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The Mass Media

The Mass Media

“They’re My Eyes, I’m Their Knowledge”

Larry Mangini is middle-aged, but has a sunny outlook on life and is still learning and growing. Larry, a former police officer, had an associate’s degree in Law Enforcement and has attended UMass Boston for the past two years in pursuit of a bachelor’s degree in Human Services. He also works as a sailing instructor here at UMB and recently was part of the first place team at the 11th Annual Blind Sailing National Championships held in Newport, R.I., August 22 and 23.

Larry happens to be a perfect candidate to compete in the Blind Sailing National Championships since he is an experienced sailor and is legally blind. Larry lost his sight four years ago due to blockage of the optic nerves. But that hasn’t slowed him down. “I’ve got to get a job-I want to be employed again,” Larry recalls thinking when he decided to return to school.

Tom Walsh runs the sailing facilities here at UMB, and Larry recalls his early encounters with Tom. “I was down here last year … I asked Tom, ‘I have impaired vision, but I’d love to get back into sailing, is it possible? I mean, liability-wise…who’s going to let a guy with impaired vision, a blind guy, out in a sailboat?’ ” But Tom Walsh encouraged Larry to pursue his goals.

Larry remembers being told he was a good enough sailor to go out on his own, “except for the sight thing.” Larry chuckles, “So I usually like to have a sighted guide.”

But Larry had his doubts about being an instructor. “I don’t want to hurt anyone, … I don’t want to be teeter-tottering on the edge of life all the time … You want relaxing and comfortable, especially with a new student, a new sailor.

“I’ve found I’ve got confidence, they’ve got confidence, … I’ve had students say, ‘Hey, will I get you again next week?’ You know how big and proud I feel about that? I hadn’t worked for years since I lost my sight.”

Larry was a police officer in Swampscott for 11 years, from 1974 until 1985, and then he was self-employed laying ceramic tile. Larry says he enjoyed the artistic nature of working with ceramic tile and received gratification from the satisfaction of his customers. “But then I lost my sight-there goes quality control,” Larry quips.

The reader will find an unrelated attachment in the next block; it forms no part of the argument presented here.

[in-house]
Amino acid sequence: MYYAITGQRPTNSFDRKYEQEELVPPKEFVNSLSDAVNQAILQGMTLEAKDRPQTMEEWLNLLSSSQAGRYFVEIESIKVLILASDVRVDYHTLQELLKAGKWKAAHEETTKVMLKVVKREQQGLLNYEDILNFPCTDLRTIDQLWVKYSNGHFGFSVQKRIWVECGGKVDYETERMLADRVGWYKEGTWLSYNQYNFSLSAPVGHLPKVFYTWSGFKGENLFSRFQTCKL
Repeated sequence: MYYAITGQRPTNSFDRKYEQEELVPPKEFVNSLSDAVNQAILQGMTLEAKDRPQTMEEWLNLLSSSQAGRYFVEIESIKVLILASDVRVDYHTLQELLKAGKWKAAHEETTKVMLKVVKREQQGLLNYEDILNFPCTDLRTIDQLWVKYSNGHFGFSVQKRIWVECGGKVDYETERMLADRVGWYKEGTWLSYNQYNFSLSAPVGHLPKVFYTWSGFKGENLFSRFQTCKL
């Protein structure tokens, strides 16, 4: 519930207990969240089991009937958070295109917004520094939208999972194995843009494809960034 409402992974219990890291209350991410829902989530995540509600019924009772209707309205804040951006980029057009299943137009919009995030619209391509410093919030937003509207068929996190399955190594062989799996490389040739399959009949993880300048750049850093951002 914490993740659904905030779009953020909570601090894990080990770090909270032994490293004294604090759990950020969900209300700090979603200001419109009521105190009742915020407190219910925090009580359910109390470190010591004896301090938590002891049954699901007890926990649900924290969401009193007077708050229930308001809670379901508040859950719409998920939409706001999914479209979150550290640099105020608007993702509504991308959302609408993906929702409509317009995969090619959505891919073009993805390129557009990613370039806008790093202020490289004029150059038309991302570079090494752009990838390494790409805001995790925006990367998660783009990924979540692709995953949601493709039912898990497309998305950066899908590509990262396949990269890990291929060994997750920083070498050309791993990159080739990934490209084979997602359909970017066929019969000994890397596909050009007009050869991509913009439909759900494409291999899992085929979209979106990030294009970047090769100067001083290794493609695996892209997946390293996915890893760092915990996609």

Larry, along with Sengil Inkiala, also legally blind, and Ken Legler and Roland Bussiere, both sighted guides, sail competitively through the SailBlind Program at the Carroll Center for the Blind, Newton, and use the facilities at the Courageous Sailing Center in Boston Harbor. Competitive blind sailing is based on standard ISAF rules modified to require that the blind sailors steer and trim the sails, assisted only by the verbal cues from the sighted guides.

The SailBlind program is directed by Arthur O’Neill. “Arthur, the VA … I could keep you busy just listing the people who have been angels to me,” Larry confides. “I have impaired vision, I have sight at 11 o’clock, peripheral vision,” Larry says pointing off to his side. “It’s like looking through a stained glass window-like yellowy shapes.”

But Larry’s new job has been a resounding success. “Now I can take a student out on day one-they’re my eyes, I’m their knowledge … they pick up some knowledge … And they need to learn even quicker when they’re out there with me,” Larry says with his usual humor.

The sailing program at UMB is fairly modest at present, with only limited interest from students, though it has grown in recent years. “I’d love to get a sailing team together.” Larry grins. “Scrimmages against BU, Tufts… We don’t have a football team, but we’ve got an ocean. I know there’s budget restraints,” Larry continues, “but I’ve gotta tell you, I’m looking for a job.” Larry is also very anxious to start sailing programs for community youth and disabled students.

“I’ve played football, and I’ve got to tell you, there’s no difference in that feeling, whether you’re in a boat or on the field, the competition, that ‘win’ attitude. And as long as you played your ass off, it makes no difference if you place first, second or fifth.”

But Larry obviously deserves to be a first place finisher. If you’d like to meet Larry, or any of the friendly staff with the sailing program, sailing lessons will continue to be offered on a regular basis until Oct. 13. You can make a reservation by calling the boat dock from noon until 5pm at 7-7899.